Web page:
Scott Kerrison (46) løp inn til ny soleklar pers i Frankfurt Marathon lørdag 28.10. Med tiden 3:13:39 ble han nummer 1523 av 7564 fullførende herreløpere.
Splitt-tidene var 1:35:50 og 1:37:40 på de to halvdelene av løpet.
Ny pers med over 15 min (forrige pers var 7 år gammel)
I facebookinnlegget nedenfor skiver han bl.a.:
- 4800 km løpt hittil i år.
- Trening hjelper!
- Å flytte til Norge fra Australia (2018) har tydeligvis ikke vært noen reell hindring for å løpe.
- Blir definitivt eldre, men kanskje ikke gammel ennå.
Kondis.no: 196 norske deltakere fullførte i Frankfurt Marathon
Kondis.no: Buzunesh Gudeta og Brimin Misoi vant Frankfurt Marathon
Vi finner ingen fra klubben i oversikten over norske løpere.
ved søk på "Romerike" fant vi bare Scott som jo er registrert som australier.
Scott skriver på facebook:
What a difference 27 years makes - not that this should really be any sort of surprise.
When I ran my first marathon in 1996, I remember getting to the 30km point and immediately thinking that I still had basically as far to go as I had ever run before (having raced 14km the week before). At that point, the wheels unsurprisingly fell off, and I only recovered with 2km to go when I knew I was going to get to the finish line.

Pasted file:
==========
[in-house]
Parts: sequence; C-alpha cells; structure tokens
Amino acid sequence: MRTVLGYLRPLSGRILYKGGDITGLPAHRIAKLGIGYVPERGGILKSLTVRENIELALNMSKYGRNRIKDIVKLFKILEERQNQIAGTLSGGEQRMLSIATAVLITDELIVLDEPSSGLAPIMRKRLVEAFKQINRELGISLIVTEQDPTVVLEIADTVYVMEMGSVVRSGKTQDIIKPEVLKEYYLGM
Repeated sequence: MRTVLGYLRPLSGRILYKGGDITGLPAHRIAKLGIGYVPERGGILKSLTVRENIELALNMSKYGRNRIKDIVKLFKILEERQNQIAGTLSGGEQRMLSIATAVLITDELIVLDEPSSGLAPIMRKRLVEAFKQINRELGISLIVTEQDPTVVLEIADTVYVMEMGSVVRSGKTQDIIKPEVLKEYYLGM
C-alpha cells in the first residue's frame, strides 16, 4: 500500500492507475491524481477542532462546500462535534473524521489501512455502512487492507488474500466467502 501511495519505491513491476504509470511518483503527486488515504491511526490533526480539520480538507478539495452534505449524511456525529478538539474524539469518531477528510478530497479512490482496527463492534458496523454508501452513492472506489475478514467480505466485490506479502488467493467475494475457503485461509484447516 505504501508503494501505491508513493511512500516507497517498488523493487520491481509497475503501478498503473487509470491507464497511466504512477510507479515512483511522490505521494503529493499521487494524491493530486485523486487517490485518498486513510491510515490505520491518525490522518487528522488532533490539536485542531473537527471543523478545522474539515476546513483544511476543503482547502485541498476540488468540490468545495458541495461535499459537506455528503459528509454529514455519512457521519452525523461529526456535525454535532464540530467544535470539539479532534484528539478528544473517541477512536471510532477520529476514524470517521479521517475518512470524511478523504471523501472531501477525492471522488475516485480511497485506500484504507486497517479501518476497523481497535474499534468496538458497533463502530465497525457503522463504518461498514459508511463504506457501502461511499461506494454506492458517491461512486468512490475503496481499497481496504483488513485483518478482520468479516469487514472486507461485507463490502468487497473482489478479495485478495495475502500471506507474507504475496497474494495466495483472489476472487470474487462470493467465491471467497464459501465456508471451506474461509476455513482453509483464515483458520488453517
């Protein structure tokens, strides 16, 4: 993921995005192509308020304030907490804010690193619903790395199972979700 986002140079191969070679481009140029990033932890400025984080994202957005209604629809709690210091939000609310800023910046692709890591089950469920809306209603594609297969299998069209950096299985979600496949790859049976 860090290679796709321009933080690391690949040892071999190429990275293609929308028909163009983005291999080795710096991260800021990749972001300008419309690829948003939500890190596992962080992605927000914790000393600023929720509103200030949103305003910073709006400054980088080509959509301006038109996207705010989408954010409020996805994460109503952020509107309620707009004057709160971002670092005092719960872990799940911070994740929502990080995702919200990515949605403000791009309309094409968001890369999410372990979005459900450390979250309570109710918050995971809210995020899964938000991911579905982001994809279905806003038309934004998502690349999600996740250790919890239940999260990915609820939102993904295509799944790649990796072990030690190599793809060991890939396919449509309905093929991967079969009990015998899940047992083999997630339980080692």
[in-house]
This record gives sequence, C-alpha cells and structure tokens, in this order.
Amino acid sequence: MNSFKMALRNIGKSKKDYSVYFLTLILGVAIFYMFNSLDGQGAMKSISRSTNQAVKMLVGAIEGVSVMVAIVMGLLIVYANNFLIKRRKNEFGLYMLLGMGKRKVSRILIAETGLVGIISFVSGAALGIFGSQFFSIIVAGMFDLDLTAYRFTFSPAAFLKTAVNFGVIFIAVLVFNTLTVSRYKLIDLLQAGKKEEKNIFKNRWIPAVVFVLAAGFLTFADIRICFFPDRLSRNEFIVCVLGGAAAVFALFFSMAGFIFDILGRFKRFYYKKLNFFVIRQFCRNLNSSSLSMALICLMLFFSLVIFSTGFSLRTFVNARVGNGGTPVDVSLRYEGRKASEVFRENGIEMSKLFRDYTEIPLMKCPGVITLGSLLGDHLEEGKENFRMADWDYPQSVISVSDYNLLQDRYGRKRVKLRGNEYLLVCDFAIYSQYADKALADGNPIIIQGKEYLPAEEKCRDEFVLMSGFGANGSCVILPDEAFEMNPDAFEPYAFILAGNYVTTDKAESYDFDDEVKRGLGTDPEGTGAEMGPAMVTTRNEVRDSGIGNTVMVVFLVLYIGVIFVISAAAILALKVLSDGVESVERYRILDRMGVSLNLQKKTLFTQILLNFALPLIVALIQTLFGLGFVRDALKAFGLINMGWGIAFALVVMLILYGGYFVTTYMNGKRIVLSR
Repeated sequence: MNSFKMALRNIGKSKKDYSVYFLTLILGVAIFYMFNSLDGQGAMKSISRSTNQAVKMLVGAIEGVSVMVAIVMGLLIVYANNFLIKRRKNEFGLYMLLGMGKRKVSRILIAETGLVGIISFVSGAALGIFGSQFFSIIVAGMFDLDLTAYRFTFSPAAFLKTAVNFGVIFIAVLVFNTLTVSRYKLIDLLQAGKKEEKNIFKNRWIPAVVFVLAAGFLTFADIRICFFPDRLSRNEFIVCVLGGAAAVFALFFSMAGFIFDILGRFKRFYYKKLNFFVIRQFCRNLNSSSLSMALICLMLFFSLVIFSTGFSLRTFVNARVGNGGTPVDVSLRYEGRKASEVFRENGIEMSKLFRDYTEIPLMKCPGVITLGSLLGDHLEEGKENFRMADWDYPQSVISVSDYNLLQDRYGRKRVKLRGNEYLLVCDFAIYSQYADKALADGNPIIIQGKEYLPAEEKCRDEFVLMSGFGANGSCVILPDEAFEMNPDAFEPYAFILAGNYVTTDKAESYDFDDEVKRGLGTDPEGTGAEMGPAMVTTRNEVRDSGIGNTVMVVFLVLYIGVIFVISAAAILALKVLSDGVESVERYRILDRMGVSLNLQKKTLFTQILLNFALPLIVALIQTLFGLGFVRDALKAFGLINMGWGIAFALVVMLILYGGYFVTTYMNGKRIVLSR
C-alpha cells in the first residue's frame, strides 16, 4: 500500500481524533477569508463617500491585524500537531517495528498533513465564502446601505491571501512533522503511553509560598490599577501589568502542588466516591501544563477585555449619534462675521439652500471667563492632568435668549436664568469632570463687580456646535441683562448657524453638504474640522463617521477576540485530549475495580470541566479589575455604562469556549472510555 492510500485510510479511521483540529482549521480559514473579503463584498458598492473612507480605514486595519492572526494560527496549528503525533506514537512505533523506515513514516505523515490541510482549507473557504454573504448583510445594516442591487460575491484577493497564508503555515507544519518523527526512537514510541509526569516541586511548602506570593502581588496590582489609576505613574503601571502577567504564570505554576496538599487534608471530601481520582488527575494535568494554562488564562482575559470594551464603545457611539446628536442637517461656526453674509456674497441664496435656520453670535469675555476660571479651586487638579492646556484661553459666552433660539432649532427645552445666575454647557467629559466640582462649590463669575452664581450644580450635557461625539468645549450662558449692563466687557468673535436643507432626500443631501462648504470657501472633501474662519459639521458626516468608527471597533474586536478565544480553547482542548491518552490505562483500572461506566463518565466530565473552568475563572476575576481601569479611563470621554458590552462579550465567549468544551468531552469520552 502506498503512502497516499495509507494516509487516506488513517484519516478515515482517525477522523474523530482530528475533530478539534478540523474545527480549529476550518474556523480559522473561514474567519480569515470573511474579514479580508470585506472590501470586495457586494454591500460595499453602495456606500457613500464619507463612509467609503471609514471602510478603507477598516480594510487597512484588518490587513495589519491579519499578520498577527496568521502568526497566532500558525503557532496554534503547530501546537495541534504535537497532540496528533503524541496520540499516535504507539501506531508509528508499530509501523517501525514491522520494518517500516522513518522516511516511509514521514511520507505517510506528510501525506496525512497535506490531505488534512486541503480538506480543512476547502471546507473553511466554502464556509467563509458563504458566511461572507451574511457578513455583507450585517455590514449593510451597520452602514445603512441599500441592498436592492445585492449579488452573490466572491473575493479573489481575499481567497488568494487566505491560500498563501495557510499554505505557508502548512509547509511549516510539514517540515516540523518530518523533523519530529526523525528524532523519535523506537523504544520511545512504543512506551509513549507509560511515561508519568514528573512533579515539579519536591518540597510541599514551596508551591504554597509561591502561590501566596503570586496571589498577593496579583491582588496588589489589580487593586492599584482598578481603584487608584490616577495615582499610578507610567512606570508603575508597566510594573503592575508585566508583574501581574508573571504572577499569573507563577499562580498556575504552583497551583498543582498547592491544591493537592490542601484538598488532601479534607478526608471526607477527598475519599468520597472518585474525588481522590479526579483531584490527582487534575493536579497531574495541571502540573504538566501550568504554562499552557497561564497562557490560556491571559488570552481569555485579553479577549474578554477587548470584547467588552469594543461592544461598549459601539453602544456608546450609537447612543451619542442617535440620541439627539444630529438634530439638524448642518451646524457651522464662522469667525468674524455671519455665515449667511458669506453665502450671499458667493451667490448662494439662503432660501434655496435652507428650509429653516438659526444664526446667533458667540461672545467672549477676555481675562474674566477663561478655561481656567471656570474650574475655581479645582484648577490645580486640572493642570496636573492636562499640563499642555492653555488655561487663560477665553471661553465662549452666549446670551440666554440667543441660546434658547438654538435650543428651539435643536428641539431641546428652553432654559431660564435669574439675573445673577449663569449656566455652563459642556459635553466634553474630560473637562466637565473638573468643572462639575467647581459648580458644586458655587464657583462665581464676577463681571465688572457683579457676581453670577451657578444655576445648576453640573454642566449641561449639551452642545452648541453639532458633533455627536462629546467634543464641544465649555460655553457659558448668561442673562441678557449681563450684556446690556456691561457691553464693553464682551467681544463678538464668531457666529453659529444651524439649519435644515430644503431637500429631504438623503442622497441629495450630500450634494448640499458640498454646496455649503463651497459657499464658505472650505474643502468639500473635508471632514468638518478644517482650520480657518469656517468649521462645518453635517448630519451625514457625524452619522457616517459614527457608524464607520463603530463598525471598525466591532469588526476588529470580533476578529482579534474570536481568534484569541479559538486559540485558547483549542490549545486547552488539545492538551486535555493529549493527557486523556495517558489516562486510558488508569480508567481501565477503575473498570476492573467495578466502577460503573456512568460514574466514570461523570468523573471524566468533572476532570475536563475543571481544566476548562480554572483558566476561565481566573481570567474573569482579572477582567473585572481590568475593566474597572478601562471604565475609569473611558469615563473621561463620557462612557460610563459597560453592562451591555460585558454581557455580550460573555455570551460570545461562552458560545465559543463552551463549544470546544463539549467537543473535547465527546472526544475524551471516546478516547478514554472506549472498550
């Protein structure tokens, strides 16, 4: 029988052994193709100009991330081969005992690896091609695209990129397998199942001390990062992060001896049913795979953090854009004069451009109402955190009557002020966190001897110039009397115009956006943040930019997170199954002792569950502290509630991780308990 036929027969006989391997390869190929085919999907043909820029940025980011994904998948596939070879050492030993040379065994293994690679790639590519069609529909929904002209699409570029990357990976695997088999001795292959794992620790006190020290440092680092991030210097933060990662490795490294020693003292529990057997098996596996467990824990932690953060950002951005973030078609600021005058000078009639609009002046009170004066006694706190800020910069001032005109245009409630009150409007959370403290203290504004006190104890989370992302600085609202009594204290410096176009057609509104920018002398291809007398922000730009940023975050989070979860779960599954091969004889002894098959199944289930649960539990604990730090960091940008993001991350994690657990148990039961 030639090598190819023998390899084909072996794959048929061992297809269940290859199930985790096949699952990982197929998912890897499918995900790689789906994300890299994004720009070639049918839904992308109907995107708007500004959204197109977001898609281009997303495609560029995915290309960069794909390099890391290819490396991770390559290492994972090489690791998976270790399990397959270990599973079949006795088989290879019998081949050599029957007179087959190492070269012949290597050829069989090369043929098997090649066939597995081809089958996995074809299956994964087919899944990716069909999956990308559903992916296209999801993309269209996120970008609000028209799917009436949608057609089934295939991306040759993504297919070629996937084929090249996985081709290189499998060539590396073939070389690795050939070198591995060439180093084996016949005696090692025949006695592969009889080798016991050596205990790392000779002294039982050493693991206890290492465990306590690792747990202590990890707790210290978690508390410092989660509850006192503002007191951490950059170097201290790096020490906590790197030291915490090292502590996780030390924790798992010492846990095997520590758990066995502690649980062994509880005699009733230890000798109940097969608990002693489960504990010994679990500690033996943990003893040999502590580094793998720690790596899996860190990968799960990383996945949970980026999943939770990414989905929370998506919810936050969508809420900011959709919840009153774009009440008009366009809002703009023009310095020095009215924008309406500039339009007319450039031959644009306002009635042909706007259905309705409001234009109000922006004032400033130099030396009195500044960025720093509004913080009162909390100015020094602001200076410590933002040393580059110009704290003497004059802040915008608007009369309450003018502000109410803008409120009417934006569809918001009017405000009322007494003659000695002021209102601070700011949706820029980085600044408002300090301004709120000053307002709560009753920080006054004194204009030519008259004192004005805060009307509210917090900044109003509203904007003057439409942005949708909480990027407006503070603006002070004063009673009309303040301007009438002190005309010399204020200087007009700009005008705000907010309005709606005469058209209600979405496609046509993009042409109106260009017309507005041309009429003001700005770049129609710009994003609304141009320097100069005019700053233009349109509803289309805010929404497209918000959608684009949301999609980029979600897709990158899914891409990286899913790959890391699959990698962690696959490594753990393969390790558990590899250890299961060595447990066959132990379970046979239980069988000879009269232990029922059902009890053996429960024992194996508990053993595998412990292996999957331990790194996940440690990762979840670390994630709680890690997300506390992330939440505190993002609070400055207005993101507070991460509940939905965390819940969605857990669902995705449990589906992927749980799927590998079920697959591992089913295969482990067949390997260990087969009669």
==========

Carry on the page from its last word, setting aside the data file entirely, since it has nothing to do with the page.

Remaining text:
Passing 30km today, after having ditched the pacers a
couple of kilometres earlier, the internal dialogue was that I would now scarcely get out of bed for such a short run, with just 12km to go!
As is often the case, I've had my doubts how this race would go over the past 2 weeks. Yes, I'd done pretty much every training session that was scheduled in the lead-in. But on reflection, I haven't had too many longer runs with a higher, continuous pace and the numbers from the past week of largely 5km runs have been nothing to boast about.
Regardless, I chose to trust in the process, and positioned myself behind the pacers targeting a 3:14 finish time from the start. Fortunately, I felt fairly comfortable at that pace, and my heart rate was generally somewhere around 140, which has been around the upper end of my tempo and fartlek runs. And while I found myself falling back at each drink station, I didn't feel too troubled in making my way back to that group.
The thing that I have not missed with road running is that it is actually a bit of a contact sport, as everyone dives for the drinks or food at every table (and then perhaps even worse, rushes to catch back up to the pacers). Not that there is any malice involved, and to be fair, there were plenty of "sorries" exchanged by the runners.
The jostling for space actually got better after I ran off from the pacers, so I would say that was the cause of some of the elbows and near-trips. Although after 30km, the ranks do also start to thin out, and more and more people had to resort to walking or even stopping to stretch out fatiguing and cramping muscles. I did start to feel the onset of some potential cramping on the inside of both thighs towards the end as I tried to pick up the pace (whether I did go faster is uncertain, but I was certainly trying harder!), I'm happy to say that the closest to walking that I came was having to slow down to get drinks.